Pen & Ink drawing by Kahionhes(John Fadden©)
RACISM & STEREOTYPING:
The Affects On Our Children
On Our Future
Where do the seeds of racism and the general public's tolerance for stereotyping Native American peoples begin? Children are born, at least I am told by social scientists, with purity, with no predetermined hate of others. Therefore, one can conclude that children learn hatred, racism, and stereotyping, but the question still remains where do these seeds of hate begin, and what can we all do to stop them from growing into dried-up tumbleweeds?
As a child, I grew up within a traditional Native American extended family with my grandmother as my primary role model. My grandmother's traditional Haudenosaunee stories and cultural wisdom passed on to me many lessons of morality. In many ways, as I look back now, I understand her ways of teaching more each day and her voice and lessons still reach out to me during my times of struggle to guide me with her words of the past to take the right road. I worry that today's children are not getting these seeds of morality properly planted within their beings. Today's economy, in the United States, is so bad that both parents have to work just to make ends meet, which is causing many children to have to grow-up fast and raise themselves. Many children are not being given the daily lessons of morality and are not having their seeds of love and compassion watered.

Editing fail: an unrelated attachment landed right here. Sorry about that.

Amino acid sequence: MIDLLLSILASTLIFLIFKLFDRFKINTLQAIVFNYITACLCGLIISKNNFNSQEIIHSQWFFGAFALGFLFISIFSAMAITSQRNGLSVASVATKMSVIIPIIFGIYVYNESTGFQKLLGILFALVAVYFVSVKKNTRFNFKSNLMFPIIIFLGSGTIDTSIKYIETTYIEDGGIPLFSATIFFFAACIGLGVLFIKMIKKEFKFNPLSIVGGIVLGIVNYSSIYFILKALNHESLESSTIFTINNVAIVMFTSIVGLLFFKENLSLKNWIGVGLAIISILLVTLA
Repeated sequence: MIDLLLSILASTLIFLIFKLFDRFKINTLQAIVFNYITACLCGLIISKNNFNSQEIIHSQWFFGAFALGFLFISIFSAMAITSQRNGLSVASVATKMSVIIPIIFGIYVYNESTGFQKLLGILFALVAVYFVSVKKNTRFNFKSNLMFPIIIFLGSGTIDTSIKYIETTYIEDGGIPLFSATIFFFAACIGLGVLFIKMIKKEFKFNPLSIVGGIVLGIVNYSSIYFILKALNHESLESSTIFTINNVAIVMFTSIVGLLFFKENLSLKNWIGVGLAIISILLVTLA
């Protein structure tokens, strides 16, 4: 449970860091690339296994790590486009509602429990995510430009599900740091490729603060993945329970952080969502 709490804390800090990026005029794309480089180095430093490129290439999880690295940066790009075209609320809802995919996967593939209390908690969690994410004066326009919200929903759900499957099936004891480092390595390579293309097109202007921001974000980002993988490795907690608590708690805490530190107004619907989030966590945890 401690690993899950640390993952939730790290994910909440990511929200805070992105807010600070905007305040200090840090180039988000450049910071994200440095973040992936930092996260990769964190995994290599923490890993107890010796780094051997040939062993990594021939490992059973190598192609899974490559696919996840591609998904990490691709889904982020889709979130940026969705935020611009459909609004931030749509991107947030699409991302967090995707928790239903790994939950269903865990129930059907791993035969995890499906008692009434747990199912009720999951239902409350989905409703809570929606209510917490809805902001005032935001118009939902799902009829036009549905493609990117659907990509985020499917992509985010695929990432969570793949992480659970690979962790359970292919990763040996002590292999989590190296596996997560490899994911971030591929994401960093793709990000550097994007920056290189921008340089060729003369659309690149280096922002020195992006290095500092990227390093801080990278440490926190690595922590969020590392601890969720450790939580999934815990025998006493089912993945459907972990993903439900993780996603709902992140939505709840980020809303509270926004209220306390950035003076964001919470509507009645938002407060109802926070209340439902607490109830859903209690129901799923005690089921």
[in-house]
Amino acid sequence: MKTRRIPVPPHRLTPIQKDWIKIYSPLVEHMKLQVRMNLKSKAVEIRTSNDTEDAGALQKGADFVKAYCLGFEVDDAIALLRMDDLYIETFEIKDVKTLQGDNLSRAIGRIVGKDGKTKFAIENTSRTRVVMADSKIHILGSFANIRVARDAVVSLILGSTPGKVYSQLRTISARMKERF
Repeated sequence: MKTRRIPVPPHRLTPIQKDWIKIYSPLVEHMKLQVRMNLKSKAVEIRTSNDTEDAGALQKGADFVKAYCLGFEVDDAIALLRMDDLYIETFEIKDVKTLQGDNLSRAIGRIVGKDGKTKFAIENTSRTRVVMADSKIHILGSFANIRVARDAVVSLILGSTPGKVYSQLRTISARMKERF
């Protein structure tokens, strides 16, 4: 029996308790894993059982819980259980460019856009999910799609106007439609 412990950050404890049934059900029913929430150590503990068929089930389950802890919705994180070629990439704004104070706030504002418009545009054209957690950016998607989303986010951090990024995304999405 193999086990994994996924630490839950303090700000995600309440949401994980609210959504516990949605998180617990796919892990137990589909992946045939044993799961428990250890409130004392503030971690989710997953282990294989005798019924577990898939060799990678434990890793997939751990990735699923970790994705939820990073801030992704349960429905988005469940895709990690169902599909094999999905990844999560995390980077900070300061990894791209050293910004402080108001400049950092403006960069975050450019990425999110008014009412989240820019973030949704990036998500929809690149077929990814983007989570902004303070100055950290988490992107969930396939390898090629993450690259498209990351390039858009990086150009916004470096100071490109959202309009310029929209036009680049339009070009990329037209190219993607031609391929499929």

In other words, today's world is much too focused on the individual, when it should be more concerned with our children, for they are our future. If we do not teach our children that racism and stereotyping is unacceptable, then we have failed.